Orme, Robert (1728-1801) official historian of the east india company. Educated at Harrow, Orme was a close friend of Dr Johnson, the lexicographer and scholar. Robert Orme had a mind to record the affairs of the East Indies so that the British people could know about the occurrences of the region. With that intention, as he asserted in his book, Orme came to Calcutta in 1742 as a 'Writer' of the East India Company. Considering his education and scholarship, the court of directors appointed Orme a Member of the Madras Council (1754-58).
An intimate friend of robert clive, it was Orme who persuaded the Madras Council to make Clive the commander of the military expedition to Bengal. Grateful Clive, when in power, brought his friend to Calcutta mainly for writing a history of the region in the light of the political changes that took place in recent years.
While in Madras and Calcutta, Orme collected available materials in vernaculars and Persian and based on those he wrote a long treatise entitled A History of the Military Transactions of the British nation in Indostan from the year 1745. Published in 1763 the book gave Orme the credit of being the first Orientalist. In 1782 he published a military history entitled Historical Fragments of the Mogul Empire, of the Moratoes, and of the English Concerns of Indostan from the year 1659.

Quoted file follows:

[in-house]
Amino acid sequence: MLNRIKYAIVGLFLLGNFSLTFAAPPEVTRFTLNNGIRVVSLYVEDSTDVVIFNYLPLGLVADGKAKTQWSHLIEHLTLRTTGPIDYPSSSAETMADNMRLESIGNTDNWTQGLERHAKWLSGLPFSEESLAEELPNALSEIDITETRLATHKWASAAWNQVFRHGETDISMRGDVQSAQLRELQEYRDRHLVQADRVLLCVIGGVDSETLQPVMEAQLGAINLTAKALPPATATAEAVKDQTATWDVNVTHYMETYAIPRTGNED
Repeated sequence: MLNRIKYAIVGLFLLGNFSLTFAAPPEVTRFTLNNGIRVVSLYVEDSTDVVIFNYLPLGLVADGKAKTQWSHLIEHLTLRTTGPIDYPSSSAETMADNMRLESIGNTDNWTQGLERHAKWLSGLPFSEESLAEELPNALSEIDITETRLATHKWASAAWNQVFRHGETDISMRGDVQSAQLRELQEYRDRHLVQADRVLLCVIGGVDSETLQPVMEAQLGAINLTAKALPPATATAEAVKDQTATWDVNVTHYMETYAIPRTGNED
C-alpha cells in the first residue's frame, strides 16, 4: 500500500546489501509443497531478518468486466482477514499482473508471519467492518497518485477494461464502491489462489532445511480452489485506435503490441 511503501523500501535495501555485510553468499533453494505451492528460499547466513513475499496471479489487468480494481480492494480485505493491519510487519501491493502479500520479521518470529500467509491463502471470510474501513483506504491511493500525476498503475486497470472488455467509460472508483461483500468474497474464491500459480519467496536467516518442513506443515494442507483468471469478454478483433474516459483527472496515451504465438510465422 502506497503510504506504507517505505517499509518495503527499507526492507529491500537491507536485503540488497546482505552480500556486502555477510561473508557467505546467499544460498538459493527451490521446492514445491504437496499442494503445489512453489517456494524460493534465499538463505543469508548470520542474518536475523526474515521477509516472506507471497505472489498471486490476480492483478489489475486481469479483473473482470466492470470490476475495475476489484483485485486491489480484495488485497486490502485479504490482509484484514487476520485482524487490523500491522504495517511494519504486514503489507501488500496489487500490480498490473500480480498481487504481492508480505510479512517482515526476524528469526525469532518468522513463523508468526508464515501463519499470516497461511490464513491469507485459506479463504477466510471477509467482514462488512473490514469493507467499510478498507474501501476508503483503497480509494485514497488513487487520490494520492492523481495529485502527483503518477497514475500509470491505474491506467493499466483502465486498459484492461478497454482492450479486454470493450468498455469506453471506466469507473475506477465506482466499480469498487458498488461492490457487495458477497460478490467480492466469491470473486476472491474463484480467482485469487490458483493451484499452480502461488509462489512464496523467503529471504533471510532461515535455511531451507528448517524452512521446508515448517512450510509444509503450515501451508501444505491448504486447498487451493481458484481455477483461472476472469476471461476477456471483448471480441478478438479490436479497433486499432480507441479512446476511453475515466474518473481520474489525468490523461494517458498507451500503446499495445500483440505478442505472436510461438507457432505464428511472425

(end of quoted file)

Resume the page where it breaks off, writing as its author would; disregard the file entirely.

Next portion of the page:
Orme has decidedly inaugurated the oriental studies in the West. Orme's works on India speak of the contemporary perception of the West to the East. According to him, India had an inferior civilisation compared to that of the West. This perception in fact persisted in the Anglo-Indian historiography until the end of the colonial rule. He argued that the military conquests of the East India Company introduced a mutually beneficial regime of domination and subordination that must be sustained in order to keep the British supremacy intact. Orme died on 13 January 1801. [Sirajul Islam]